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by Ed Simon

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is presenting Gilbert Sullivan’s most popular and most frequently globally produced operetta, The Mikado. Written in 1865 and set in an imaginary Japanese village, it provides a beautiful setting for Sir William S. Gilbert to once more lampoon the British aristocracy, political system and Victorian social mores set to the lush score of Sir Arthur Sullivan. The story of its creation may not be entirely true, but the claim is that one day an old Japanese sword that, for years, had been hanging on the wall of W.S. Gilbert’s study, fell down from its place. This incident directed his attention to Japan and provided the inspiration for the musical.

The town of Titipu hasn’t had an execution for a while and the Lord High Executioner (KoKo) is informed his head may soon be on the chopping block if the situation isn’t remedied. A dilemma ensues, because how can an Executioner execute himself? Along comes a wandering minstrel (Nanki Poo) who happens to be in love with KoKo’s ward (YumYum), who also happens to be engaged to KoKo. In the meantime, Nanki Poo is engaged to someone else (Katisha) and he’s the incognito son of the Mikado? Heads may roll, or just may spend some time in boiling oil.

The Mikado has been one of Gilbert and Sullivan’s most popular operettas. Monty Python even did a parody of it the famous song, “I’ve Got A Little List”, with Eric Idle writing additional lyrics to it. Many of the songs from the Mikado are classics of the genre and audiences still roll with laughter at Gilbert and Sullivan’s penchant for poking fun at British morals, sensibilities and institutions of the day through the “Japanese” characters.

The show is directed by Rebecca Pillsbury. Musical direction is by Music Direction by Zachary Spencer, with Choreography by Julie Bermel. The Ventura County Gilbert and Sullivan Repertoire Company has been giving fresh new interpretations to these classic operettas since 2006. The Mikado opened to rave reviews on Friday, October 3rd, and runs Friday and Saturday evenings, and Sunday afternoons, through October 26th. For tickets please call the box office at 805-381-1246 or Mens 39cl001112320 Ankle Boots 5 Dockers by Gerli YjzN8Z
. For more information please call 804-491-6103.

Theatre on the HillHillcrest Center for the Arts 403 W. Hillcrest Dr., Thousand Oaks

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About Ed Simon

Step #7: When safe, follow your disaster plan. Locating/measuring earthquakes

Epicenter, hypocenter, aftershock, foreshock, fault, fault plane, seismograph, P-waves, magnitude, intensity, peak acceleration, amplification...

We hear them. After big earthquakes, we say them. But what do these terms mean? What do they mean for what we felt and what we will feel the next time? Do we really understand what seismologists are saying?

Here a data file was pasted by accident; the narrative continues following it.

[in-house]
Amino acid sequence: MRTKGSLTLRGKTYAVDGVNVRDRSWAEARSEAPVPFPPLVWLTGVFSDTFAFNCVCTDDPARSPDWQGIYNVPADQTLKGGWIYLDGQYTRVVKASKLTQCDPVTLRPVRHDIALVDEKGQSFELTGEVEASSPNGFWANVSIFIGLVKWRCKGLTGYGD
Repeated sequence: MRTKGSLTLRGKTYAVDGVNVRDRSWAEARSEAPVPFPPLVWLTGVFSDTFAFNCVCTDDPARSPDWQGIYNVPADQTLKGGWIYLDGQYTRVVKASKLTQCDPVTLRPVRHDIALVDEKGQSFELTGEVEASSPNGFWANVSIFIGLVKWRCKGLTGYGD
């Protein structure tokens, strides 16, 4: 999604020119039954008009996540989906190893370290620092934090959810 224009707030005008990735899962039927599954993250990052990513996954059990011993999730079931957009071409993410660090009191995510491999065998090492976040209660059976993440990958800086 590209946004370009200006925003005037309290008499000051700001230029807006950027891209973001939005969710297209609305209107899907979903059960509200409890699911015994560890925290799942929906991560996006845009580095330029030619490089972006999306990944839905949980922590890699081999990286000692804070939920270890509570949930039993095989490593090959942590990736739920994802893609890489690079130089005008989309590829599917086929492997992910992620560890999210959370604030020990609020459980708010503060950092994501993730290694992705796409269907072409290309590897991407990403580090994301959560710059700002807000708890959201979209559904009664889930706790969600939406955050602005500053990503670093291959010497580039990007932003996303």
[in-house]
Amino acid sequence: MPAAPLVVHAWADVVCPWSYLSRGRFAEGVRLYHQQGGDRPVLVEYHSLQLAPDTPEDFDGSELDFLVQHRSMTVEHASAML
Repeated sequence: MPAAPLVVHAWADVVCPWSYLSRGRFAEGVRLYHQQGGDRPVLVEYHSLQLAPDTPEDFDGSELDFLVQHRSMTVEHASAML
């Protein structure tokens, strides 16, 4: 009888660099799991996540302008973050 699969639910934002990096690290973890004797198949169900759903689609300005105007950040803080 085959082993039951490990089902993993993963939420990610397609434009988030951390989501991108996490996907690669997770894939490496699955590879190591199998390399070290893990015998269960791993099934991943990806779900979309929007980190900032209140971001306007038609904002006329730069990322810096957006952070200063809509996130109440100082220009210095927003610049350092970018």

This section describes how earthquakes happen and how they are measured. It also explains why the same earthquake can shake one area differently than another area. It finishes with information we expect to learn after future earthquakes.

What is an earthquake?

An earthquake is caused by a sudden slip on a fault, much like what happens when you snap your fingers. Before the snap, you push your fingers together and sideways. Because you are pushing them together, friction keeps them from moving to the side. When you push sideways hard enough to overcome this friction, your fingers move suddenly, releasing energy in the form of sound waves that set the air vibrating and travel from your hand to your ear, where you hear the snap.

The same process goes on in an earthquake. Stresses in the earth's outer layer push the sides of the fault together. The friction across the surface of the fault holds the rocks together so they do not slip immediately when pushed sideways. Eventually enough stress builds up and the rocks slip suddenly, releasing energy in waves that travel through the rock to cause the shaking that we feel during an earthquake.

Just as you snap your fingers with the whole area of your fingertip and thumb, earthquakes happen over an area of the fault, called the rupture surface. However, unlike your fingers, the whole fault plane does not slip at once. The rupture begins at a point on the fault plane called the hypocenter, a point usually deep down on the fault. The epicenter is the point on the surface directly above the hypocenter. The rupture keeps spreading until something stops it (exactly how this happens is a hot research topic in seismology).

Part of living with earthquakes is living with aftershocks. Earthquakes come in clusters. In any earthquake cluster, the largest one is called the mainshock; anything before it is a foreshock, and anything after it is an aftershock.

Aftershocks are earthquakes that usually occur near the mainshock. The stress on the mainshock's fault changes during the mainshock and most of the aftershocks occur on the same fault. Sometimes the change in stress is great enough to trigger aftershocks on nearby faults as well.

An earthquake large enough to cause damage will probably produce several felt aftershocks within the first hour. The rate of aftershocks dies off quickly. The day after the mainshock has about half the aftershocks of the first day. Ten days after the mainshock there are only a tenth the number of aftershocks. An earthquake will be called an aftershock as long as the rate of earthquakes is higher than it was before the mainshock. For big earthquakes this might go on for decades.

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